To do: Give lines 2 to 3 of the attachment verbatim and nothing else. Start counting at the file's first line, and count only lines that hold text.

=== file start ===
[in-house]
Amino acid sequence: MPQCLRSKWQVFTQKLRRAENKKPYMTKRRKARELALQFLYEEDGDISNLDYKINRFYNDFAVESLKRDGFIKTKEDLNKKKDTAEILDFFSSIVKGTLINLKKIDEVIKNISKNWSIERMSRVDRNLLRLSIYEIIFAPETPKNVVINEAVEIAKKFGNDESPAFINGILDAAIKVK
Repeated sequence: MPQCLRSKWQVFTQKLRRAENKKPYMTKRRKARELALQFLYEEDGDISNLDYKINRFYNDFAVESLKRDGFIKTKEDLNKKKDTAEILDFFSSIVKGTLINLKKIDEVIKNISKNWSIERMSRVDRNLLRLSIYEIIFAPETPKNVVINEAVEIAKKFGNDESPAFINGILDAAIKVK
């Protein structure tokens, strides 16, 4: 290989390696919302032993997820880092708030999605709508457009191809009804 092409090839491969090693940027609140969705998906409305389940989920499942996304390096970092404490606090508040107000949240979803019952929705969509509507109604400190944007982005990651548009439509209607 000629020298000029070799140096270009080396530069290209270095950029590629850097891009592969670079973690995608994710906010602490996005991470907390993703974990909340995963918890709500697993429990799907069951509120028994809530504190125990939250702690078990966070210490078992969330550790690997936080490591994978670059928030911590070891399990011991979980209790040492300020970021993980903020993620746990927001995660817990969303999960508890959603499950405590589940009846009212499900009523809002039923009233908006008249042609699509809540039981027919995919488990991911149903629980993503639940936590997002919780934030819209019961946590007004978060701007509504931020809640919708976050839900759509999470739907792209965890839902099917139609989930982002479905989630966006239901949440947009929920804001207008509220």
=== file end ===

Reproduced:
Amino acid sequence: MPQCLRSKWQVFTQKLRRAENKKPYMTKRRKARELALQFLYEEDGDISNLDYKINRFYNDFAVESLKRDGFIKTKEDLNKKKDTAEILDFFSSIVKGTLINLKKIDEVIKNISKNWSIERMSRVDRNLLRLSIYEIIFAPETPKNVVINEAVEIAKKFGNDESPAFINGILDAAIKVK
Repeated sequence: MPQCLRSKWQVFTQKLRRAENKKPYMTKRRKARELALQFLYEEDGDISNLDYKINRFYNDFAVESLKRDGFIKTKEDLNKKKDTAEILDFFSSIVKGTLINLKKIDEVIKNISKNWSIERMSRVDRNLLRLSIYEIIFAPETPKNVVINEAVEIAKKFGNDESPAFINGILDAAIKVK